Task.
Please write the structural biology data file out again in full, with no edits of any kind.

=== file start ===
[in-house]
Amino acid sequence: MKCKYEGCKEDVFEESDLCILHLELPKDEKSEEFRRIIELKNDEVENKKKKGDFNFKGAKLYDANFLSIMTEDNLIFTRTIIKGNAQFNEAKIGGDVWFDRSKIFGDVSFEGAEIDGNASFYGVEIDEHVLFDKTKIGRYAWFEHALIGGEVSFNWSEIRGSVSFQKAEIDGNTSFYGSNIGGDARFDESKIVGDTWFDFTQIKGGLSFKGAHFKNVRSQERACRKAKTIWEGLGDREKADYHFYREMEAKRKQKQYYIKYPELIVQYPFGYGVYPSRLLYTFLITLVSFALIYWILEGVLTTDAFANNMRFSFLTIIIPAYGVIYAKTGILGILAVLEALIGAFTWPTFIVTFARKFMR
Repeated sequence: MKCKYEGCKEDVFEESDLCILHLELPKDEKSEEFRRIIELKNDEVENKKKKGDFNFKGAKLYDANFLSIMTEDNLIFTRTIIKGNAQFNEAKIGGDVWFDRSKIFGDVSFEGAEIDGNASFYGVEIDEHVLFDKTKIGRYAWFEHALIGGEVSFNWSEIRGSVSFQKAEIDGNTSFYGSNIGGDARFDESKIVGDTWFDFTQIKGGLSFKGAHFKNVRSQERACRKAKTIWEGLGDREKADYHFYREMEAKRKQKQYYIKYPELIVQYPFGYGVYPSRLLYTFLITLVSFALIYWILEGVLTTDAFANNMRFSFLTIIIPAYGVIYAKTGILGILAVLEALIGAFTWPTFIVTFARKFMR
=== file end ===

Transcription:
[in-house]
Amino acid sequence: MKCKYEGCKEDVFEESDLCILHLELPKDEKSEEFRRIIELKNDEVENKKKKGDFNFKGAKLYDANFLSIMTEDNLIFTRTIIKGNAQFNEAKIGGDVWFDRSKIFGDVSFEGAEIDGNASFYGVEIDEHVLFDKTKIGRYAWFEHALIGGEVSFNWSEIRGSVSFQKAEIDGNTSFYGSNIGGDARFDESKIVGDTWFDFTQIKGGLSFKGAHFKNVRSQERACRKAKTIWEGLGDREKADYHFYREMEAKRKQKQYYIKYPELIVQYPFGYGVYPSRLLYTFLITLVSFALIYWILEGVLTTDAFANNMRFSFLTIIIPAYGVIYAKTGILGILAVLEALIGAFTWPTFIVTFARKFMR
Repeated sequence: MKCKYEGCKEDVFEESDLCILHLELPKDEKSEEFRRIIELKNDEVENKKKKGDFNFKGAKLYDANFLSIMTEDNLIFTRTIIKGNAQFNEAKIGGDVWFDRSKIFGDVSFEGAEIDGNASFYGVEIDEHVLFDKTKIGRYAWFEHALIGGEVSFNWSEIRGSVSFQKAEIDGNTSFYGSNIGGDARFDESKIVGDTWFDFTQIKGGLSFKGAHFKNVRSQERACRKAKTIWEGLGDREKADYHFYREMEAKRKQKQYYIKYPELIVQYPFGYGVYPSRLLYTFLITLVSFALIYWILEGVLTTDAFANNMRFSFLTIIIPAYGVIYAKTGILGILAVLEALIGAFTWPTFIVTFARKFMR